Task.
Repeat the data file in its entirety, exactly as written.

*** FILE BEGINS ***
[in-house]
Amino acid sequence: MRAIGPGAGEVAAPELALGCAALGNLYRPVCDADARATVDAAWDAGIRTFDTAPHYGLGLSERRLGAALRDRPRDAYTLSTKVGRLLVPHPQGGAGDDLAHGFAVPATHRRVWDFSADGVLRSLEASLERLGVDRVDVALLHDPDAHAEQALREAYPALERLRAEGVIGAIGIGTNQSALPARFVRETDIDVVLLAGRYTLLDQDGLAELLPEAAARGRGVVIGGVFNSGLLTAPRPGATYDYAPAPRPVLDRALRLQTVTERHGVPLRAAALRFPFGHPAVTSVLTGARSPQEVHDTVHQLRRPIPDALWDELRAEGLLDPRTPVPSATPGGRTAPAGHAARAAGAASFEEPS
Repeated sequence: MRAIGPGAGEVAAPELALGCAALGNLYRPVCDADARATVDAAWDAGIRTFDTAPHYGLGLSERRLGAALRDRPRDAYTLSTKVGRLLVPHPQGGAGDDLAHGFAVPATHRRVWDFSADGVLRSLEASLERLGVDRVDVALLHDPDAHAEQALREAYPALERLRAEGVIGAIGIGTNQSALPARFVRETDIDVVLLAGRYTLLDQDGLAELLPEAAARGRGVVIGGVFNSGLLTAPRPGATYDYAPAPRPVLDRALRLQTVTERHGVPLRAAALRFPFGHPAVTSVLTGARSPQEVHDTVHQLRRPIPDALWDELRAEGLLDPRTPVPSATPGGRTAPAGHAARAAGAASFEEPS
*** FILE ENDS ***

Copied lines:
[in-house]
Amino acid sequence: MRAIGPGAGEVAAPELALGCAALGNLYRPVCDADARATVDAAWDAGIRTFDTAPHYGLGLSERRLGAALRDRPRDAYTLSTKVGRLLVPHPQGGAGDDLAHGFAVPATHRRVWDFSADGVLRSLEASLERLGVDRVDVALLHDPDAHAEQALREAYPALERLRAEGVIGAIGIGTNQSALPARFVRETDIDVVLLAGRYTLLDQDGLAELLPEAAARGRGVVIGGVFNSGLLTAPRPGATYDYAPAPRPVLDRALRLQTVTERHGVPLRAAALRFPFGHPAVTSVLTGARSPQEVHDTVHQLRRPIPDALWDELRAEGLLDPRTPVPSATPGGRTAPAGHAARAAGAASFEEPS
Repeated sequence: MRAIGPGAGEVAAPELALGCAALGNLYRPVCDADARATVDAAWDAGIRTFDTAPHYGLGLSERRLGAALRDRPRDAYTLSTKVGRLLVPHPQGGAGDDLAHGFAVPATHRRVWDFSADGVLRSLEASLERLGVDRVDVALLHDPDAHAEQALREAYPALERLRAEGVIGAIGIGTNQSALPARFVRETDIDVVLLAGRYTLLDQDGLAELLPEAAARGRGVVIGGVFNSGLLTAPRPGATYDYAPAPRPVLDRALRLQTVTERHGVPLRAAALRFPFGHPAVTSVLTGARSPQEVHDTVHQLRRPIPDALWDELRAEGLLDPRTPVPSATPGGRTAPAGHAARAAGAASFEEPS